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Recursive subdivision [encoding] In one dimension, encoding can be done using Subdivide[a_] := Flatten[ If[Length[a]  2, a, If[Apply[SameQ, a], {1,First[a]}, {0, Map[Subdivide, Partition[a, Length[a]/2]]}]]] In n dimensions, it can be done using Subdivide[a_, n_] := With[{s = Table[1, {n}]}, Flatten[ If[Dimensions[a]  2s, a, If[Apply[SameQ, Flatten[a]], {1, First[Flatten[a]]}, {0, Map[Subdivide[#, n] &, Partition[a, 1/2Length[a] s], {n}]}]]]]
Sequence equations Another way to set up 1D systems based on constraints is by having equations like Flatten[{x, 1, x, 0, y}] === Flatten[{0, y, 0, y, x}] , where each variable stands for a list.
Implementation [of cyclic tag systems] With the rules for the cyclic tag system on page 95 given as {{1, 1}, {1, 0}} , the evolution can be obtained from CTEvolveList[rules_, init_, t_] := Map[Last, NestList[CTStep, {rules, init}, t]] CTStep[{{r_, s___}, {0, a___}}] := {{s, r}, {a}} CTStep[{{r_, s___}, {1, a___}}] := {{s, r}, Join[{a}, r]} CTStep[{u_, {}}] := {u, {}} The leading elements on many more than t successive steps can be obtained directly from CTList[rules_, init_, t_] := Flatten[Map[Last, NestList[CTListStep, {rules, init}, t]]] CTListStep[{rules_, list_}] := {RotateLeft[rules, Length[list]],Flatten[rules 〚 Mod[Flatten[Position[list, 1]], Length[rules], 1] 〛 ]}
Implementation [of 2D substitution systems] With the rule on page 187 given for example by {1  {{1, 0}, {1, 1}}, 0  {{0, 0}, {0, 0}}} the result of t steps in the evolution of a 2D substitution system from a initial condition such as {{1}} is given by SS2DEvolve[rule_, init_, t_] := Nest[Flatten2D[# /. rule] &, init, t] Flatten2D[list_] := Apply[Join, Map[MapThread[Join, #] &, list]]
Sierpiński pattern Other ways to generate step n of the pattern shown here in various orientations include: • Mod[Array[Binomial, {2, 2} n , 0], 2] (see pages 611 and 870 ) • 1 - Sign[Array[BitAnd, {2, 2} n , 0]] (see pages 608 and 871 ) • NestList[Mod[RotateLeft[#] + #, 2] &, PadLeft[{1}, 2 n ], 2 n - 1] (see page 870 ) • NestList[Mod[ListConvolve[{1, 1}, #, -1], 2] &, PadLeft[{1}, 2 n ], 2 n - 1] (see page 870 ) • IntegerDigits[NestList[BitXor[2#, #] &, 1, 2 n - 1], 2, 2 n ] (see page 906 ) • NestList[Mod[Rest[FoldList[Plus, 0, #]], 2] &, Table[1, {2 n }], 2 n - 1] (see page 1034 ) • Table[PadRight[ Mod[CoefficientList[(1 + x) t - 1 , x], 2], 2 n - 1], {t, 2 n }] (see pages 870 and 951 ) • Reverse[Mod[CoefficientList[Series[1/(1 - (1 + x)y), {x, 0, 2 n - 1}, {y, 0, 2 n - 1}], {x, y}], 2]] (see page 1091 ) • Nest[Apply[Join, MapThread[ Join, {{#, #}, {0 #, #}}, 2]] &, {{1}}, n] (compare page 1073 ) The positions of black squares can be found from: • Nest[Flatten[2# /. {x_, y_}  {{x, y}, {x + 1, y}, {x, y + 1}}, 1] &, {{0, 0}}, n] • Transpose[{Re[#], Im[#]}] &[ Flatten[Nest[{2 #, 2 # + 1, 2 # +  } &, {0}, n]]] (compare page 1005 ) • Position[Map[Split, NestList[Sort[Flatten[{#, # + 1}]] &, {0}, 2 n - 1]], _?(OddQ[Length[#]] &), {2}] (see page 358 ) • Flatten[Table[Map[{t, #} &, Fold[Flatten[{#1, #1 + #2}] &, 0, Flatten[2^(Position[ Reverse[IntegerDigits[t, 2]], 1] - 1)]]], {t, 2 n - 1}], 1] (see page 870 ) • Map[Map[FromDigits[#, 2] &, Transpose[Partition[#, 2]]] &, Position[Nest[{{#, #}, {#}} &, 1, n], 1] - 1] (see page 509 ) A formatting hack giving the same visual pattern is DisplayForm[Nest[SubsuperscriptBox[#, #, #] &, "1", n]]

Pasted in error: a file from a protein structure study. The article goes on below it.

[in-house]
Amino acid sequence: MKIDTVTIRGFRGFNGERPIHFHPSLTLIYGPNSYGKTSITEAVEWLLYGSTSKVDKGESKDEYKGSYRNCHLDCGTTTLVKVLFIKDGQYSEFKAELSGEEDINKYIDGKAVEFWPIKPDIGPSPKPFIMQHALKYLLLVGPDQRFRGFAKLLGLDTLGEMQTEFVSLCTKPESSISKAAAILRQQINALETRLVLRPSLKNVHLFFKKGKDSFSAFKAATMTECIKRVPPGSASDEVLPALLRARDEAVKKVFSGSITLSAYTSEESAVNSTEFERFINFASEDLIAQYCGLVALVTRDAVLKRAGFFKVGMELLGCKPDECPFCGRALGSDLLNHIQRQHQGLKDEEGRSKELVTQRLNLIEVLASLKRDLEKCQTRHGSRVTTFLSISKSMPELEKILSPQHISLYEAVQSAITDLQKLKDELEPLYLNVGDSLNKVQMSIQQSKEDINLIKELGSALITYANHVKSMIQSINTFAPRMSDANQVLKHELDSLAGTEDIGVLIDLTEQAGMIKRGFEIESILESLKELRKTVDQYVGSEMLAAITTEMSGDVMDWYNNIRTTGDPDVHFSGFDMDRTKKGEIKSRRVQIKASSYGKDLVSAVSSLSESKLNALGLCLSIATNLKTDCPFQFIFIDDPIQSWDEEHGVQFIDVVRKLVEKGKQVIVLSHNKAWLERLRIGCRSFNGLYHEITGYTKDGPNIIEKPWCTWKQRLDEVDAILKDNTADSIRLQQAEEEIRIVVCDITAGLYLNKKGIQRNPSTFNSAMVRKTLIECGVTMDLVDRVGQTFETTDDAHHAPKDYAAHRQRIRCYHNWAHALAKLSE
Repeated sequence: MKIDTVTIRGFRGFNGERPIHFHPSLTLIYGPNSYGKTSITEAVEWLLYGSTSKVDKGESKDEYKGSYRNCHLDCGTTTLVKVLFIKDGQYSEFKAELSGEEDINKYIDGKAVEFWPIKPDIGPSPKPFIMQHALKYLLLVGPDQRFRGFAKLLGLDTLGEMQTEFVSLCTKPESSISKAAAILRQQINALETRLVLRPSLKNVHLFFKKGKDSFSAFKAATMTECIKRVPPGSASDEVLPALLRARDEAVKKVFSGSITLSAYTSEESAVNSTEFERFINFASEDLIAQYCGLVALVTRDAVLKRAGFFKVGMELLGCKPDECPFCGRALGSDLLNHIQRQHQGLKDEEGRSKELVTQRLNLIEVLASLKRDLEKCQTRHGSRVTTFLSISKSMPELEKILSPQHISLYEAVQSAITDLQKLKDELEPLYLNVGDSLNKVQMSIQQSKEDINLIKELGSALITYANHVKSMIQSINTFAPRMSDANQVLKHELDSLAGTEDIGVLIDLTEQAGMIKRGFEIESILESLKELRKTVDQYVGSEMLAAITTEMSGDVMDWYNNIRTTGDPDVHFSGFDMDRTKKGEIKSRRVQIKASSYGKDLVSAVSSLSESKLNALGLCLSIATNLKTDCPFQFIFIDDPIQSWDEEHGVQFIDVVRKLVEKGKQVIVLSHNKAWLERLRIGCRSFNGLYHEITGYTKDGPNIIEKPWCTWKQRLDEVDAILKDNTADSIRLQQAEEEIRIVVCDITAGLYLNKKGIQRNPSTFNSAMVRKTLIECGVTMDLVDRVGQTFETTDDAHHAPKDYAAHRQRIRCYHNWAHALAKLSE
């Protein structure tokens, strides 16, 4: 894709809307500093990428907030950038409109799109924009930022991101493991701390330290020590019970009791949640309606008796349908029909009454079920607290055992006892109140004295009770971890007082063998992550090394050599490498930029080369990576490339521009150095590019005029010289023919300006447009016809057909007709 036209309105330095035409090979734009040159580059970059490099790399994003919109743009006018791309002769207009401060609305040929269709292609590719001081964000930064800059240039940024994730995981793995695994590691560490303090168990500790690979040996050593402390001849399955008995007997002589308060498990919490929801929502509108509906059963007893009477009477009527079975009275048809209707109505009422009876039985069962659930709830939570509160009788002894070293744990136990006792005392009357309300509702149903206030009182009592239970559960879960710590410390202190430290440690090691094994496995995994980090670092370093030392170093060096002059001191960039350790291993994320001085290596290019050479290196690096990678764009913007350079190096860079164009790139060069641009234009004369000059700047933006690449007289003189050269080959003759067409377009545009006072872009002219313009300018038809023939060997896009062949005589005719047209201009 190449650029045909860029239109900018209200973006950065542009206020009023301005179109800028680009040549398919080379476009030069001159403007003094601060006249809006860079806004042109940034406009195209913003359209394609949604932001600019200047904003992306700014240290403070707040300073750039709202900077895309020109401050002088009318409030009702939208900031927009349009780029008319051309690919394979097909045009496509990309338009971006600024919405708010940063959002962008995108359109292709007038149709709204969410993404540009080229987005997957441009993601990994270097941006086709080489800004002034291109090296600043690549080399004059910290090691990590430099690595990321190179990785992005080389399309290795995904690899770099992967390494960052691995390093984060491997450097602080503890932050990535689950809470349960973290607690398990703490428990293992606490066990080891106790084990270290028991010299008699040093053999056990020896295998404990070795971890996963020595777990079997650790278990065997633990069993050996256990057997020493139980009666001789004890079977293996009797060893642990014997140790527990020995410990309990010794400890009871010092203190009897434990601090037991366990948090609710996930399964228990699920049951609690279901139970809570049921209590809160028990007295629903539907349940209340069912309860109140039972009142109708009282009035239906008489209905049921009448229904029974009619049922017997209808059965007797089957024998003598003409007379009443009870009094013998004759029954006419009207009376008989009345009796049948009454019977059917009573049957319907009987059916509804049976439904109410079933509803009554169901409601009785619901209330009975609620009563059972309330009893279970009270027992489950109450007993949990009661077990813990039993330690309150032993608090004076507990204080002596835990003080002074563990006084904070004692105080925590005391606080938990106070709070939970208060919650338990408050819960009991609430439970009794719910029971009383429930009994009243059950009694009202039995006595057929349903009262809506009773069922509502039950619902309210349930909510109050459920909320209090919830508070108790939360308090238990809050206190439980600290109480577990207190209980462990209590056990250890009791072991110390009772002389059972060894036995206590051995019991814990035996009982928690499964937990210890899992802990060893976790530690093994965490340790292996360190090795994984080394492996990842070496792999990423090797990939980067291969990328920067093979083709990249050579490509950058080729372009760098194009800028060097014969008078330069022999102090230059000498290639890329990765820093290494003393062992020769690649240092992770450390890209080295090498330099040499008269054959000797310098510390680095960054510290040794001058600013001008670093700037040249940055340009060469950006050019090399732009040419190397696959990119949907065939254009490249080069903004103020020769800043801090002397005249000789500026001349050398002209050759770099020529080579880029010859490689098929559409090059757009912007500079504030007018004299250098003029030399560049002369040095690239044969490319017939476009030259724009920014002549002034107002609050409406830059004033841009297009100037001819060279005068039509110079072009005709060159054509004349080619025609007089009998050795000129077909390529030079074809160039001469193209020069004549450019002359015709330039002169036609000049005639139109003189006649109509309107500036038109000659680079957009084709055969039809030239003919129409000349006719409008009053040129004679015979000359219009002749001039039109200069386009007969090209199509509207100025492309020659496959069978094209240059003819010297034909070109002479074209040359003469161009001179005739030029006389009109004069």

Particularly dramatic are the concatenation systems discussed on page 913 , as well as successive rows in nested patterns such as Flatten[IntegerDigits[NestList[BitXor[#, 2 #] &, 1, 500], 2]] and sequences based on numbers such as Flatten[Table[If[GCD[i, j]  0, 1, 0], {i, 1000}, {j, i}]] (see page 613 ).
Cyclic tag systems which allow any value for each element can be obtained by adding the rule CTStep[{{r_, s___}, {n_, a___}}] := {{s, r}, Flatten[{a, Table[r, {n}]}]} The leading elements in this case can be obtained using CTListStep[{rules_, list_}] := {RotateLeft[rules, Length[list]], With[{n = Length[rules]}, Flatten[Apply[Table[#1, {#2}] &, Map[Transpose[ {rules, #}] &, Partition[list, n, n, 1, 0]], {2}]]]}
Sequence equations One can ask whether by replacing variables by sequences one can satisfy so-called word or string equations such as Flatten[{x, 0, x, 0, y}]  Flatten[{y, x, 0, y, 1, 0, 1, 0, 0}] (with shortest solution x = {1, 0, 1, 0, 0, 1, 0, 1, 0, 0, 1, 0, 1, 0} , y = {1, 0, 1, 0, 0, 1, 0, 1, 0, 0} ).
The tetrahedron network from page 476 is for example given in this representation by {1  {2, 3, 4}, 2  {1, 3, 4}, 3  {1, 2, 4}, 4  {1, 2, 3}} The list of nodes reached by following up to n connections from node i are then given by NodeLists[g_, i_, n_] := NestList[Union[Flatten[# /. g]] &, {i}, n] The network distance corresponding to the length of the shortest path between two nodes is given by Distance[g_, {i_, j_}] := Length[NestWhileList[ Union[Flatten[# /. g]] &, {i}, !
The matrices for size n = 2 s can be obtained from Nest[Apply[Join, f[{Map[Flatten[Map[{#, #} &, #]] &, #], Map[Flatten[Map[{#, -#} &, #]] &, g[#]]}]] &, {{1}},s] with (a) f = Identity , g = Reverse , (b) f = Transpose , g = Identity , and (c) f = g = Identity . … It exhibits a nested structure, and can be obtained as in the pictures below from the evolution of a 2D substitution system, or equivalently from a Kronecker product as in Nest[Flatten2D[Map[# {{1, 1}, {1, -1}} &, #, {2}]] &, {{1}}, s] with Flatten2D[a_] := Apply[Join, Apply[Join, Map[Transpose,a], {2}]] (c) is known as dyadic or Paley order. … Transforms of 2D data are equivalent to 1D transforms of flattened data.
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